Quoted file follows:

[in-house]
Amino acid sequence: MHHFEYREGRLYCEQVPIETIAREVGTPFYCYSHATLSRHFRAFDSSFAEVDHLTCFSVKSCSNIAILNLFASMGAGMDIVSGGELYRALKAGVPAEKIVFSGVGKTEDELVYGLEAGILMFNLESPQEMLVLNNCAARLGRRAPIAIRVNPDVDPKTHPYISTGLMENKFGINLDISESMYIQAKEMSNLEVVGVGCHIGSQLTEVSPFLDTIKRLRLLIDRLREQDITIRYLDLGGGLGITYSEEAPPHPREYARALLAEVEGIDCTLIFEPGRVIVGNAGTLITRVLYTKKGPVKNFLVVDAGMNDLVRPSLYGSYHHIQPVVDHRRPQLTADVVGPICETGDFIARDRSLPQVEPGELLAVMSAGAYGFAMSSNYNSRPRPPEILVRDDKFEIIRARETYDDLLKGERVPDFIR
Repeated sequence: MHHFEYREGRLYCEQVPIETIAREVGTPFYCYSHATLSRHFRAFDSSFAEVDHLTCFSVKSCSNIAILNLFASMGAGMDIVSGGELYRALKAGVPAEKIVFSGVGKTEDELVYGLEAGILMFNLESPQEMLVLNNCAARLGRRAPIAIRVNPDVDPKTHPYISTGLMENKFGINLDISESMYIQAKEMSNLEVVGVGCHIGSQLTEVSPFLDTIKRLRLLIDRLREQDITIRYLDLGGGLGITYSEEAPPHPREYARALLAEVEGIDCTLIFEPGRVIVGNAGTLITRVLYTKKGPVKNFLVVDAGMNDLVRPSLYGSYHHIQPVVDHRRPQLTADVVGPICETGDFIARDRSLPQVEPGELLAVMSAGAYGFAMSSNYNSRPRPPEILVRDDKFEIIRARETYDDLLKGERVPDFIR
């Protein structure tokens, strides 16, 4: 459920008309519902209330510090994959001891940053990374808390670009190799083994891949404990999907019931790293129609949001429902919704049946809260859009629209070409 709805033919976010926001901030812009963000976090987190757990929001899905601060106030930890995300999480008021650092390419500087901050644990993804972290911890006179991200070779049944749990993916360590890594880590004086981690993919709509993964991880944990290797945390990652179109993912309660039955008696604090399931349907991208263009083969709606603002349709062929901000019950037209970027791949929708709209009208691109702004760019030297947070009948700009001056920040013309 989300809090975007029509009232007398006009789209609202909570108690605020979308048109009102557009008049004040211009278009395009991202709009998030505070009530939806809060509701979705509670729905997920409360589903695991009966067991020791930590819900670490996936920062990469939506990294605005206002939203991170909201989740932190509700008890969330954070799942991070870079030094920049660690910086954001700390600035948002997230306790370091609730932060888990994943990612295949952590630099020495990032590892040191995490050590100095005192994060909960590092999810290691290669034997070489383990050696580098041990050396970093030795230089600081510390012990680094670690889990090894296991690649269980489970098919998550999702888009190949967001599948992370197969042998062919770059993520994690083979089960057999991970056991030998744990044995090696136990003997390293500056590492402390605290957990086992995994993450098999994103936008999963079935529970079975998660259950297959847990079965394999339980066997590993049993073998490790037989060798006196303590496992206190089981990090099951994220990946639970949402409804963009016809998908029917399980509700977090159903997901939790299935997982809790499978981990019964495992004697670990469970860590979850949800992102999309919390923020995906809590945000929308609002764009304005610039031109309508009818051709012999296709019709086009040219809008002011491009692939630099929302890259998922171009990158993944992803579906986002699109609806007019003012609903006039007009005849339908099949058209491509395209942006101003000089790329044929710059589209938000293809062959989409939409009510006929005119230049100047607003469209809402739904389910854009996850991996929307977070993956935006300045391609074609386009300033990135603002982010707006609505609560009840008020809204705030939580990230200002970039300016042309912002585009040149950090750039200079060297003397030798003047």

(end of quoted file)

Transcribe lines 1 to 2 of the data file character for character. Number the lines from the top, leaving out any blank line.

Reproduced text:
[in-house]
Amino acid sequence: MHHFEYREGRLYCEQVPIETIAREVGTPFYCYSHATLSRHFRAFDSSFAEVDHLTCFSVKSCSNIAILNLFASMGAGMDIVSGGELYRALKAGVPAEKIVFSGVGKTEDELVYGLEAGILMFNLESPQEMLVLNNCAARLGRRAPIAIRVNPDVDPKTHPYISTGLMENKFGINLDISESMYIQAKEMSNLEVVGVGCHIGSQLTEVSPFLDTIKRLRLLIDRLREQDITIRYLDLGGGLGITYSEEAPPHPREYARALLAEVEGIDCTLIFEPGRVIVGNAGTLITRVLYTKKGPVKNFLVVDAGMNDLVRPSLYGSYHHIQPVVDHRRPQLTADVVGPICETGDFIARDRSLPQVEPGELLAVMSAGAYGFAMSSNYNSRPRPPEILVRDDKFEIIRARETYDDLLKGERVPDFIR